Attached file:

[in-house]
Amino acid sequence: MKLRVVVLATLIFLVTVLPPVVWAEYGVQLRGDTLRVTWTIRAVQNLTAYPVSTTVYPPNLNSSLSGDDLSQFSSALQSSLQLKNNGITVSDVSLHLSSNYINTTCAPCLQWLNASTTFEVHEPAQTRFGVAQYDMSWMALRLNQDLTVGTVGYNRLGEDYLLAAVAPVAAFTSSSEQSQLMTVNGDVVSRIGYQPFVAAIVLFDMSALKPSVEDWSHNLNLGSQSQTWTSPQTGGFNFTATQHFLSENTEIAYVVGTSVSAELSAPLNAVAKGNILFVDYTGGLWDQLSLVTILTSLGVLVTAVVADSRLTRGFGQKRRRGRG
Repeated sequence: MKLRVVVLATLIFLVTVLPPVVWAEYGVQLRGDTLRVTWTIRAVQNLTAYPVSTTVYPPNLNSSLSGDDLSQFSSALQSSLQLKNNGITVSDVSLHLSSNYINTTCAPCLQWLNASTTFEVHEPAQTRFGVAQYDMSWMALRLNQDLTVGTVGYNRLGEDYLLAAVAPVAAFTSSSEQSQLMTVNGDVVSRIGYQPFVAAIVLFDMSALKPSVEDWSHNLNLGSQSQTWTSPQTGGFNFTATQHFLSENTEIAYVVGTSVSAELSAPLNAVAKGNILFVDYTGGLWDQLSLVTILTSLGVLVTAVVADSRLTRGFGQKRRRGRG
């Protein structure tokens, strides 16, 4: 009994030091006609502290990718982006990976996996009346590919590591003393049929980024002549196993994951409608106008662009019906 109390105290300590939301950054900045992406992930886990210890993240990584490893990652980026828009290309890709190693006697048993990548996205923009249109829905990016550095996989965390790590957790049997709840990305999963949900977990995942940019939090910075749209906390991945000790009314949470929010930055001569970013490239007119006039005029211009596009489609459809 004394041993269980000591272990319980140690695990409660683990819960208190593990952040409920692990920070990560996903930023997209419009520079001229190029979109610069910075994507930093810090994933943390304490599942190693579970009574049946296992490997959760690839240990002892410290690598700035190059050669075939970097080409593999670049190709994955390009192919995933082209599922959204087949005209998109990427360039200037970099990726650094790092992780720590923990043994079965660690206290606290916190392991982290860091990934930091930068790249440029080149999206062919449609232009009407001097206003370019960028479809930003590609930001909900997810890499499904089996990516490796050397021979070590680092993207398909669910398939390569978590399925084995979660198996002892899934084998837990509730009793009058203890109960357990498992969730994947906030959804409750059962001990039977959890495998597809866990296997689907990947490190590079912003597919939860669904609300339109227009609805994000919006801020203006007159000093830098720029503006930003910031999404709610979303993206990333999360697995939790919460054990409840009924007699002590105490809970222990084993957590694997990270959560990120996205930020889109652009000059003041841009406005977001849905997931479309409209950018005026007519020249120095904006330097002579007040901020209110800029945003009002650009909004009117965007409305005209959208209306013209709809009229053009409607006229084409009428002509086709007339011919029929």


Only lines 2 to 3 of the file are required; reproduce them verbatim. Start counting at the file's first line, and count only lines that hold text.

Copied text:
Amino acid sequence: MKLRVVVLATLIFLVTVLPPVVWAEYGVQLRGDTLRVTWTIRAVQNLTAYPVSTTVYPPNLNSSLSGDDLSQFSSALQSSLQLKNNGITVSDVSLHLSSNYINTTCAPCLQWLNASTTFEVHEPAQTRFGVAQYDMSWMALRLNQDLTVGTVGYNRLGEDYLLAAVAPVAAFTSSSEQSQLMTVNGDVVSRIGYQPFVAAIVLFDMSALKPSVEDWSHNLNLGSQSQTWTSPQTGGFNFTATQHFLSENTEIAYVVGTSVSAELSAPLNAVAKGNILFVDYTGGLWDQLSLVTILTSLGVLVTAVVADSRLTRGFGQKRRRGRG
Repeated sequence: MKLRVVVLATLIFLVTVLPPVVWAEYGVQLRGDTLRVTWTIRAVQNLTAYPVSTTVYPPNLNSSLSGDDLSQFSSALQSSLQLKNNGITVSDVSLHLSSNYINTTCAPCLQWLNASTTFEVHEPAQTRFGVAQYDMSWMALRLNQDLTVGTVGYNRLGEDYLLAAVAPVAAFTSSSEQSQLMTVNGDVVSRIGYQPFVAAIVLFDMSALKPSVEDWSHNLNLGSQSQTWTSPQTGGFNFTATQHFLSENTEIAYVVGTSVSAELSAPLNAVAKGNILFVDYTGGLWDQLSLVTILTSLGVLVTAVVADSRLTRGFGQKRRRGRG